The two-point-conversion pass, which would have put Harvard within a field goal, fell incomplete.
Yale’s Alan Kimball ’08 extended the lead to eight with a 26-yard field goal at 6:26 of the fourth quarter, but Harvard roared back again.
On the ensuing possession, freshman receiver Alex Breaux beat cornerback Mike Holben ’06 on a post pattern for a 22-yard score and a chance to tie the game.
O’Hagan, from the shotgun, made the two-point conversion when he ran a draw into the end zone before the blitzing Brendan Sponheimer ’07 could reach him.
Yale had a chance to win the game when it had the ball as far north as the Harvard 43, but two foolish shotgun draw plays to Spence forced a turnover on downs.
In the first overtime, Yale had the initial possession. On the first play of the drive, Spence, who played the end of the fourth quarter and all of overtime after McLeod went down with a leg injury, lost a fumble which Williams scooped up.
Yale was given a breath of new life, however, when Schindel missed a game-winning field goal attempt from 37 yards out.
Things grew even more promising when O’Hagan began the second overtime period by floating a pass that cornerback Andrew Butler ’06 intercepted in the end zone.
“It was so wide open,” Harvard head coach Tim Murphy said. “He babied it in there instead of just drilling it.”
But Yale, needing only a field goal to break the spell of infamy, ceded the ball again. On the second play of Yale’s possession, Shooter caught an eight-yard pass but fumbled while fighting for extra yardage.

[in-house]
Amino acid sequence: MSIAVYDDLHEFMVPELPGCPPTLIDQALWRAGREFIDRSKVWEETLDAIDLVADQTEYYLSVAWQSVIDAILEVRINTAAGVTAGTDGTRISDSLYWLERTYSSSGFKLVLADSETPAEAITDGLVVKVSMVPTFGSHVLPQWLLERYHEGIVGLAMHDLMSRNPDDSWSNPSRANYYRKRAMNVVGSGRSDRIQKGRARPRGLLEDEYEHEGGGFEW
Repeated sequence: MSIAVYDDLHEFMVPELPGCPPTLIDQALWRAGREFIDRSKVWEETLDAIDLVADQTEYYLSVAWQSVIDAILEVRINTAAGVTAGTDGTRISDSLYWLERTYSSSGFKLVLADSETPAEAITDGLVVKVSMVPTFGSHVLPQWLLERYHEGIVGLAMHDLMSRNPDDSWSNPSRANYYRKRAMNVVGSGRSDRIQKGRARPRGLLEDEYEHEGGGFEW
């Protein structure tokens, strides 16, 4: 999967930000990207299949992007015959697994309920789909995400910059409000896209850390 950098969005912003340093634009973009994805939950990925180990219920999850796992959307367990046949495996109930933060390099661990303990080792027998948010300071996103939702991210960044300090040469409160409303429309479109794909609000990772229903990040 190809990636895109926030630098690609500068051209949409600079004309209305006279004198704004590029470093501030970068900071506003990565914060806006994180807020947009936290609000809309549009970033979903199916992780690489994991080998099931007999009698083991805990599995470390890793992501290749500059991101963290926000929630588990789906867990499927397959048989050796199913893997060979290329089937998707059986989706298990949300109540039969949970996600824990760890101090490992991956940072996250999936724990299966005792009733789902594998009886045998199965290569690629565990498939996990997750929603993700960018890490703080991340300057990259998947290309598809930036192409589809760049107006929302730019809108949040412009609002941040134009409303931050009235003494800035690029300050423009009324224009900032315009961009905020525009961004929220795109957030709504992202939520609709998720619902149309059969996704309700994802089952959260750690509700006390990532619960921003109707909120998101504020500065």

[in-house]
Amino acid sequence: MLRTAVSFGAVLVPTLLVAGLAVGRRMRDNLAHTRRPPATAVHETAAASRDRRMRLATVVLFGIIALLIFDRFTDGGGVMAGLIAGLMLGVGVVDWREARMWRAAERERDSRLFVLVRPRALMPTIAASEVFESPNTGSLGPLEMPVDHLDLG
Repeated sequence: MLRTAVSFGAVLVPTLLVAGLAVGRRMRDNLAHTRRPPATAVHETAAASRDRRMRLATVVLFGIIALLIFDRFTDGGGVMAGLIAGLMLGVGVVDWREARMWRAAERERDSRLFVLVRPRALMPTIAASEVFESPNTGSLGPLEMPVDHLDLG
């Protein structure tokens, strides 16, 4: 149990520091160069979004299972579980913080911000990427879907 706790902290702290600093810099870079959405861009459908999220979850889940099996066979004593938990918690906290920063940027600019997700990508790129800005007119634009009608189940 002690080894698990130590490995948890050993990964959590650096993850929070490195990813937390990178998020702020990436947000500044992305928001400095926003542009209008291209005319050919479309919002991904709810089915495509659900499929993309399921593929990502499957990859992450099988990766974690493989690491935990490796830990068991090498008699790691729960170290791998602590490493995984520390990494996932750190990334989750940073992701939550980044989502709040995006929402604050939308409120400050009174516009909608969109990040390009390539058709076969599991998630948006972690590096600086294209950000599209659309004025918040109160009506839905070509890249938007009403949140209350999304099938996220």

“We played our hearts out,” Yale head coach Jack Siedlecki said. “There were a lot of mistakes in the game, on both sides. But they were all effort. You can’t fault a guy for trying to get a couple extra yards and make that play that was going to make the difference in the game.”
Mroz tried to make “that play” as well on the first play of the third overtime. Forced to the sideline by a Harvard rush, his pass was tipped and intercepted by a diving Michael Berg, a defensive tackle who had never made an interception in his life.
At last, with dusk settling over the late-Autumn sky, Harvard was in position to end The Game and the Ivy League season. A 15-yard pass to fullback Kelly Widman brought Harvard to the brink of victory. Then the Cantabs deferred to Dawson for his 41st, 42nd and 43rd touches of the game. No. 43 was the one that made ESPN’s SportsCenter.
“They’re a great defense and there were times when I took a lot of hard hits,” Dawson said. “But I kept thinking, ‘I have the next eight months to rest my body.’ I just relied on my offensive line and got a great push.”
After Dawson’s score, the Harvard players and fans rushed the field in jubilation. Yale players and fans stood still in disbelief.
Murphy walked to midfield to meet Siedlecki, the much-maligned leader of the Elis, whom he has beaten six out of nine times.
“The hardest thing for me was walking across the field to Jack Siedlecki,” Murphy said. “Because in no way did they deserve to lose.”
Even before the overtime heartbreak, Yale’s second-half meltdown bore an eerie resemblance to the one suffered at San Diego Sept. 17 — as well as those against Lehigh, Penn and Brown last year. Against the Toreros, short passes to another running back, J.T. Rogan, exploited a too-soft cover-four defense while an offense averse to second-half adjustments stood still.
In perhaps the most telling score of the weekend, Yale beat Harvard, 22-19, in the annual JV game. Though edged last year, the JV Bulldogs pummeled their Crimson counterparts 41-3 in the 2003 contest.
The JV annals are easily overlooked, but recent results certainly beg one question of the coaching staff: Why do players beat Harvard as freshmen, but lose to the Crimson three years later?